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More Resources + More Focus on Donor Meetings = More Donations!

Today, I received a fantastic blog of a report in my inbox of a survey of 87 organizations that are “small but mighty” entitled The 2014 Individual Donor Benchmark Report published by Heather Yandow of Third Space Studio in conjunction with Network for Good.  I had to click through and read this report – it was very unique and full of great information, as the focus was on individual donor giving and organizations with budgets of under $2 million.

As a fundraising consultant who specializes in small to medium-sized nonprofits, I was delighted to read this survey report. It contained fantastic information! Key points in the report reminded me of the exact types of conversations I have with my clients when helping them craft their major donor development plans.

Quoting Ms. Yandow in her blog post –

“Four years of data have been collected, and we’re starting to see trends emerge. From this year’s IDB Project, several “universal truths” were identified that will have a huge impact on how small and mighty nonprofits expand their fundraising:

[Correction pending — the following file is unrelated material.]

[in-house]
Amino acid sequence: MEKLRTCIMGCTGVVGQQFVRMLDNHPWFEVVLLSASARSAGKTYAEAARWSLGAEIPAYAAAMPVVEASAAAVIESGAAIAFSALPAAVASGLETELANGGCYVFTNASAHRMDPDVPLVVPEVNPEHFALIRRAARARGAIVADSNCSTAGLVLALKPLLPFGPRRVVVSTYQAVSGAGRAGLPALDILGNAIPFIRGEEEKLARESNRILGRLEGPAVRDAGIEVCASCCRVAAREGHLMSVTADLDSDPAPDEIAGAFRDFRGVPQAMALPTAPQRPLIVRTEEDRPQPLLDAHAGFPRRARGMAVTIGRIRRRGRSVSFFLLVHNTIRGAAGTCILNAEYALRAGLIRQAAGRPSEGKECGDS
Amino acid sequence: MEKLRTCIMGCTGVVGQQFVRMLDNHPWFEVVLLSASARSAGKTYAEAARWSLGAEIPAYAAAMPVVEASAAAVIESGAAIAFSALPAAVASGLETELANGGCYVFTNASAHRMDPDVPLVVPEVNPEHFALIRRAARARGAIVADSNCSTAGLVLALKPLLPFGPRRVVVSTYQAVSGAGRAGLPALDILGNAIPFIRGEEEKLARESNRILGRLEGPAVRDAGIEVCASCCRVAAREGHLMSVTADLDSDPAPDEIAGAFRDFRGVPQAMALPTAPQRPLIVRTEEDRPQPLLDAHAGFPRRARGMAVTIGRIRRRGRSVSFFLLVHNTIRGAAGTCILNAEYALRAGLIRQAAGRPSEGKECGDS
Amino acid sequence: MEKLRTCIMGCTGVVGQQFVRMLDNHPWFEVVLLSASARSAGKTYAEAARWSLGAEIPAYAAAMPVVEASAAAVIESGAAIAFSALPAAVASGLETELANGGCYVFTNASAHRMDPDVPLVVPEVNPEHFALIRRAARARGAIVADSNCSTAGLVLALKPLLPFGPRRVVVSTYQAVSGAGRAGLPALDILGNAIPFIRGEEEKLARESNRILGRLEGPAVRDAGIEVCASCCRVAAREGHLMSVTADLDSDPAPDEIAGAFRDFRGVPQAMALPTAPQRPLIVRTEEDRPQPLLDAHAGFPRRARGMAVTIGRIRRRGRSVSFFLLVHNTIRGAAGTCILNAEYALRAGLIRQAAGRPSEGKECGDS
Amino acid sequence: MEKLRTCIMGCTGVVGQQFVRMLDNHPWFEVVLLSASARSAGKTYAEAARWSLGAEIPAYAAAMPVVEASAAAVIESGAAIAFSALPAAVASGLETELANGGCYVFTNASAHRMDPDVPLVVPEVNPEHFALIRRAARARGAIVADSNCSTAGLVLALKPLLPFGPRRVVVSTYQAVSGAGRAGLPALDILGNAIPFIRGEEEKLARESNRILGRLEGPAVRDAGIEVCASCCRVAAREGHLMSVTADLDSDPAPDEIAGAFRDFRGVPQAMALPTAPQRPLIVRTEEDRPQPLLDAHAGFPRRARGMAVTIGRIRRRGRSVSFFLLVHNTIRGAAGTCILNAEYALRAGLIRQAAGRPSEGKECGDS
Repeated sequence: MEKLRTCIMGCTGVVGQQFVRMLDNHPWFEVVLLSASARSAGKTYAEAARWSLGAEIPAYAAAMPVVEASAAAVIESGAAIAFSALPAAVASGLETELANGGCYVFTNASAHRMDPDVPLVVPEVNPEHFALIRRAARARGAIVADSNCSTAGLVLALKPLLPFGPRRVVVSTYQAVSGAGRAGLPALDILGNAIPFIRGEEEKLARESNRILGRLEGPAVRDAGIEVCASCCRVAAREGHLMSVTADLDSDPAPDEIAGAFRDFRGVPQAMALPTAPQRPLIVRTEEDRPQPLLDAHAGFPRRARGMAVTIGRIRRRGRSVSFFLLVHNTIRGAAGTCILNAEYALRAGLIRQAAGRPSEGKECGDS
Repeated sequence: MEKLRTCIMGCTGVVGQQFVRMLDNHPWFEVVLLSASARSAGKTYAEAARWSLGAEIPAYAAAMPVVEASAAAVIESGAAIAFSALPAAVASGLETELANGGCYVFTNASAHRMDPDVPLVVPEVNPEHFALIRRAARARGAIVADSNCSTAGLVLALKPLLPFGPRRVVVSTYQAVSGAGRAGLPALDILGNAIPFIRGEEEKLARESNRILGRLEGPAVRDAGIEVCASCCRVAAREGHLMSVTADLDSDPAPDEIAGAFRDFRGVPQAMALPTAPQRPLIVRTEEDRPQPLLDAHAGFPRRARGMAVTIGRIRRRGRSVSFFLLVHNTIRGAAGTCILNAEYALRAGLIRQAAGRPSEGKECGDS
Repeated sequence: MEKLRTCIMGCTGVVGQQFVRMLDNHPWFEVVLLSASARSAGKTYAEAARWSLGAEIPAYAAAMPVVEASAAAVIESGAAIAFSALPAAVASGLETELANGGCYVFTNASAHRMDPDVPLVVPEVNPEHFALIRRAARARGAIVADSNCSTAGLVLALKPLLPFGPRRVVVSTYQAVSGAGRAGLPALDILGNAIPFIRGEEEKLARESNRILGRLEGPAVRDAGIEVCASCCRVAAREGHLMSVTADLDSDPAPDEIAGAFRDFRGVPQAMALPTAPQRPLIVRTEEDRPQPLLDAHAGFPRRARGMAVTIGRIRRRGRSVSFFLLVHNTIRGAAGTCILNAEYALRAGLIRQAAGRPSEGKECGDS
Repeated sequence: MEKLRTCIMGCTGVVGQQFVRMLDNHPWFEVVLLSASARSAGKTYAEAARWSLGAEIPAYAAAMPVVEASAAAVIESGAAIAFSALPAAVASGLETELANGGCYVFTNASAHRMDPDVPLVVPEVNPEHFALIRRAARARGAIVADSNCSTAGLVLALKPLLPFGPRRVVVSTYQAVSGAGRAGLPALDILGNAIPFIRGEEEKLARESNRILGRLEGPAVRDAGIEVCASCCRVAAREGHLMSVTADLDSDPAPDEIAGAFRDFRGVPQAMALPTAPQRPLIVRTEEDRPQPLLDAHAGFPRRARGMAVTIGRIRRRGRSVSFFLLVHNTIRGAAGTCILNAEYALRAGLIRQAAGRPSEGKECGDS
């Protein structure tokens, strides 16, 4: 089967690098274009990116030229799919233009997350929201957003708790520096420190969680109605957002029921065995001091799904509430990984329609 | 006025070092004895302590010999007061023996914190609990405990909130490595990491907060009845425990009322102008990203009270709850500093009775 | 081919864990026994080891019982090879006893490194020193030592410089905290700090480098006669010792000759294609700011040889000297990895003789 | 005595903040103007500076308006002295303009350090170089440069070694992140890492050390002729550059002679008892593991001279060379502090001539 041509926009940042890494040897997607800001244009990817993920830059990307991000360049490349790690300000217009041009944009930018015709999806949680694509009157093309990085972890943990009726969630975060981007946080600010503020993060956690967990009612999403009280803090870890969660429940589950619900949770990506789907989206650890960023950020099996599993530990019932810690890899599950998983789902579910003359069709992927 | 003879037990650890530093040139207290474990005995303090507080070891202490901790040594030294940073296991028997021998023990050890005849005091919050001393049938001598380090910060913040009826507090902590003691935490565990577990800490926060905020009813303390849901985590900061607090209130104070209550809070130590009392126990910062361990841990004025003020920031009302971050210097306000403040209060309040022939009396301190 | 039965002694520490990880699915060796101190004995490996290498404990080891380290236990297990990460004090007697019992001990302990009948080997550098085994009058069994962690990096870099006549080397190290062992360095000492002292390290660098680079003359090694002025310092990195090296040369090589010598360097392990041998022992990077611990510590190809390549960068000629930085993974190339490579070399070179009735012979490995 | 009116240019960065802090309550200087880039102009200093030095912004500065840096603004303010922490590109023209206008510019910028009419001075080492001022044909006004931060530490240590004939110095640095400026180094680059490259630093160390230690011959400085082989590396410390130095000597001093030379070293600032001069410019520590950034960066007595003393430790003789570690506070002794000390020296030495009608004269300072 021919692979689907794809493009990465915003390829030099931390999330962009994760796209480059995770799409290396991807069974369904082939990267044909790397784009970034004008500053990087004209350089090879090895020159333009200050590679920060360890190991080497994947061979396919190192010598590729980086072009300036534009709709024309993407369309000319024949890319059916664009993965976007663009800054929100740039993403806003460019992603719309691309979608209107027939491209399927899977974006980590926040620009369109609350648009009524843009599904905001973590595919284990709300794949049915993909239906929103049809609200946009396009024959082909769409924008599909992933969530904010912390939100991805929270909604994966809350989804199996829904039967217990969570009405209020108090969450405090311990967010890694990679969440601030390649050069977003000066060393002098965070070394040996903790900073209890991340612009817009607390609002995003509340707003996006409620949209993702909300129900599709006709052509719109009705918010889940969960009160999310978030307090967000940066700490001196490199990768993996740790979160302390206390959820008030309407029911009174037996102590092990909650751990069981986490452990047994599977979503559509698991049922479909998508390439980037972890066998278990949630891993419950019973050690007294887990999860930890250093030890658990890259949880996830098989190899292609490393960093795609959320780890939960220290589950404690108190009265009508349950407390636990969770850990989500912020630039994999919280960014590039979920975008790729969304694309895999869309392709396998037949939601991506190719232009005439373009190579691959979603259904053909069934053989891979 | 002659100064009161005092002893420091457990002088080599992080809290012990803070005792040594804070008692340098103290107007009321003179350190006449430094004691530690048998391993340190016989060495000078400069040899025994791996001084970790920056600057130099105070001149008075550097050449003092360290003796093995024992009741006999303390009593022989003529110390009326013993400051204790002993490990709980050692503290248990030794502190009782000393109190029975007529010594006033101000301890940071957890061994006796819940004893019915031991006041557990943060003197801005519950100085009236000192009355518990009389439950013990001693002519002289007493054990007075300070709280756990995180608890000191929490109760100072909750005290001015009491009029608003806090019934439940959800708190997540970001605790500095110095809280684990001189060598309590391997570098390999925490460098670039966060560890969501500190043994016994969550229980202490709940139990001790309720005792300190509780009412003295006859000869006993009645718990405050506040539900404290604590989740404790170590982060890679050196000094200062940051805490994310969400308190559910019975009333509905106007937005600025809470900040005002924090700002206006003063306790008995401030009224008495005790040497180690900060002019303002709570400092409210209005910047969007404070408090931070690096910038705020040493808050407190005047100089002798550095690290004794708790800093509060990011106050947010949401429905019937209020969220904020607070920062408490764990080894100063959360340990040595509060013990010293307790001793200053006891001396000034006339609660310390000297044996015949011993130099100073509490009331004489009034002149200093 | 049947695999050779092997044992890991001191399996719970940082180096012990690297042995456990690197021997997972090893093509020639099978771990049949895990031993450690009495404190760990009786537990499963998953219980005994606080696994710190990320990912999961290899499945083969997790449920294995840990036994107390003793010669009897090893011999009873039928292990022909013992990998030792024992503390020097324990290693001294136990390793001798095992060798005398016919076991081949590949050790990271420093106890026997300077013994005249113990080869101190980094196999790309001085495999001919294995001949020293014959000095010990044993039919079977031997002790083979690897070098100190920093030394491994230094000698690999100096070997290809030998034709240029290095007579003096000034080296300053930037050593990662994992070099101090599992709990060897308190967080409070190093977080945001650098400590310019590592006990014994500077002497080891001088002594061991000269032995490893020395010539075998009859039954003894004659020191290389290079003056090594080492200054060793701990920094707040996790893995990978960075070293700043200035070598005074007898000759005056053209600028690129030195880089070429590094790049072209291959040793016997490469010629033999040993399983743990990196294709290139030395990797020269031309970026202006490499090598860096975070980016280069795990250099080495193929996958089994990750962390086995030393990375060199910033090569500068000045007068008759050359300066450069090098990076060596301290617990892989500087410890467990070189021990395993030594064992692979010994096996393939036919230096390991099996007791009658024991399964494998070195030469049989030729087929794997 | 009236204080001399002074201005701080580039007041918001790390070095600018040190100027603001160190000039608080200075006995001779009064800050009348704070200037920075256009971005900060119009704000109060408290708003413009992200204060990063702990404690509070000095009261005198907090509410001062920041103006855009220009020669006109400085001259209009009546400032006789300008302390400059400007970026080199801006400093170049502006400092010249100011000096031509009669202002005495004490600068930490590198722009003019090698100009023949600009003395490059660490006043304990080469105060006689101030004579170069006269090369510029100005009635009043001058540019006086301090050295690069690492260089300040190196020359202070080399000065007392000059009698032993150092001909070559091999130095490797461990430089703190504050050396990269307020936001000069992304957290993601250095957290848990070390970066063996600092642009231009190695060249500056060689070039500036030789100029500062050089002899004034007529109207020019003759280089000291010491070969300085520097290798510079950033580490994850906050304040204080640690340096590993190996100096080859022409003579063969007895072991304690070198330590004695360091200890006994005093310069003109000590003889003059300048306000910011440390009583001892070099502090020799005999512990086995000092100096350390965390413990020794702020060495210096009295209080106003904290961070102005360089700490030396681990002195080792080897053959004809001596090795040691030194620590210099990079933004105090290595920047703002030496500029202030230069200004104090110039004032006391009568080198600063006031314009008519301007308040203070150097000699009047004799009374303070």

• The single most important thing you can do to strengthen your individual donor fundraising is create a plan.
  • The average small but mighty nonprofit raises 36 percent of its revenue from individual donors.
  • The average gift for nonprofits of this size is about $400.
  • About 16 percent of individual donor revenue is generated online.
  • About half of individual donor revenue is generated from donors giving $1,000 or more.
  • Fewer than half of all board members play a significant role in individual donor fundraising.
  • Higher-paid development staff = more donations. If you have a fundraising plan, for every $1 more you that pay your primary individual donor fundraiser, you are able to raise another $4.25.  
    (AND MY FAVORITE…)
  • More donor meetings = more donations. With a plan, each donor meeting yields more than $5,000 in increased donor revenue.”

When asked “What is the first thing you would do to invest in more donor work?” it is no surprise that most respondents replied “hire help!”  Smaller nonprofit staff are stretched very thin, and in my experience, individual donor stewardship plans fall by the wayside – a well-thought out and executed donor development plan is crucial to every organization – and this goes hand-in-hand with a well trained and involved board of directors.

Kudos to Ms. Yandow on continuing this amazing project to benefit nonprofits everywhere!

What are your thoughts on this subject? I’d love to hear from you!